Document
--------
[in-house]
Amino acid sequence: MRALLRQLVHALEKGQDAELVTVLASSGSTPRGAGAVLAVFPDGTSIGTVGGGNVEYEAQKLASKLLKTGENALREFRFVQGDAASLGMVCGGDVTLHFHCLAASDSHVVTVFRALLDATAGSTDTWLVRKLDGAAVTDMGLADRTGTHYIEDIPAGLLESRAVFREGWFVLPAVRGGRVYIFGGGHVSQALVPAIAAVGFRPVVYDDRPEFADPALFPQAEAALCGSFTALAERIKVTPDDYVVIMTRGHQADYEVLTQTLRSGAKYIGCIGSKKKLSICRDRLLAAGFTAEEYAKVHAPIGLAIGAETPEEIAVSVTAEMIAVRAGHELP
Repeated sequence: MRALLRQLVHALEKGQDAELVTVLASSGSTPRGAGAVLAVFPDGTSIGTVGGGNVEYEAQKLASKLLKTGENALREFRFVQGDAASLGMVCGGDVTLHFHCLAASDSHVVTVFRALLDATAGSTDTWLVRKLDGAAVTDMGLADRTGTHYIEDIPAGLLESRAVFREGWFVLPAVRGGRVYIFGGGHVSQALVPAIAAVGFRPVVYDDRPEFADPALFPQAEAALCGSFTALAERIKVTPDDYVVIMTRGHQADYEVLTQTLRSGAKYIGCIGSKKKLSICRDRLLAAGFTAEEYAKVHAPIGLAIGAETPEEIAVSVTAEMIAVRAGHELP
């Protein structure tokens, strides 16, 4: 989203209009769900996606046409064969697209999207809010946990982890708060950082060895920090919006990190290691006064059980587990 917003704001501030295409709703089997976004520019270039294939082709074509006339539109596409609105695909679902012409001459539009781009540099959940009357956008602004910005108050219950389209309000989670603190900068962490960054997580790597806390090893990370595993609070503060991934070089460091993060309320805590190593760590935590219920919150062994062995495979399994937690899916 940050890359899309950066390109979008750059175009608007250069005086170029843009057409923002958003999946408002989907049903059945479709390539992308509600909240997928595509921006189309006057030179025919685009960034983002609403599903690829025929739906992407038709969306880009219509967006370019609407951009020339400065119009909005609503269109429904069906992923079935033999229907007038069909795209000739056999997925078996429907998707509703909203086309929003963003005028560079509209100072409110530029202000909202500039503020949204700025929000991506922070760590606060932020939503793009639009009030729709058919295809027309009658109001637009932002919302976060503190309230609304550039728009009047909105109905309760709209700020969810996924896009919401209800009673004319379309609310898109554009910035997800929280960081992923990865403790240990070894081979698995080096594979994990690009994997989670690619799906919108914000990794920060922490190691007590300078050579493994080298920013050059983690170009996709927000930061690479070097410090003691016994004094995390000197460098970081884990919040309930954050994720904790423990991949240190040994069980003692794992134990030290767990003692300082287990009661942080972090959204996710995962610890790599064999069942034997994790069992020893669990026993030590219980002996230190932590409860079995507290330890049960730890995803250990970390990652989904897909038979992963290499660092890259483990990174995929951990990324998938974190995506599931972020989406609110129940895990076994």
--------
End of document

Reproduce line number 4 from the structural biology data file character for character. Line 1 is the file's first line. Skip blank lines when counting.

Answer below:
């Protein structure tokens, strides 16, 4: 989203209009769900996606046409064969697209999207809010946990982890708060950082060895920090919006990190290691006064059980587990 917003704001501030295409709703089997976004520019270039294939082709074509006339539109596409609105695909679902012409001459539009781009540099959940009357956008602004910005108050219950389209309000989670603190900068962490960054997580790597806390090893990370595993609070503060991934070089460091993060309320805590190593760590935590219920919150062994062995495979399994937690899916 940050890359899309950066390109979008750059175009608007250069005086170029843009057409923002958003999946408002989907049903059945479709390539992308509600909240997928595509921006189309006057030179025919685009960034983002609403599903690829025929739906992407038709969306880009219509967006370019609407951009020339400065119009909005609503269109429904069906992923079935033999229907007038069909795209000739056999997925078996429907998707509703909203086309929003963003005028560079509209100072409110530029202000909202500039503020949204700025929000991506922070760590606060932020939503793009639009009030729709058919295809027309009658109001637009932002919302976060503190309230609304550039728009009047909105109905309760709209700020969810996924896009919401209800009673004319379309609310898109554009910035997800929280960081992923990865403790240990070894081979698995080096594979994990690009994997989670690619799906919108914000990794920060922490190691007590300078050579493994080298920013050059983690170009996709927000930061690479070097410090003691016994004094995390000197460098970081884990919040309930954050994720904790423990991949240190040994069980003692794992134990030290767990003692300082287990009661942080972090959204996710995962610890790599064999069942034997994790069992020893669990026993030590219980002996230190932590409860079995507290330890049960730890995803250990970390990652989904897909038979992963290499660092890259483990990174995929951990990324998938974190995506599931972020989406609110129940895990076994």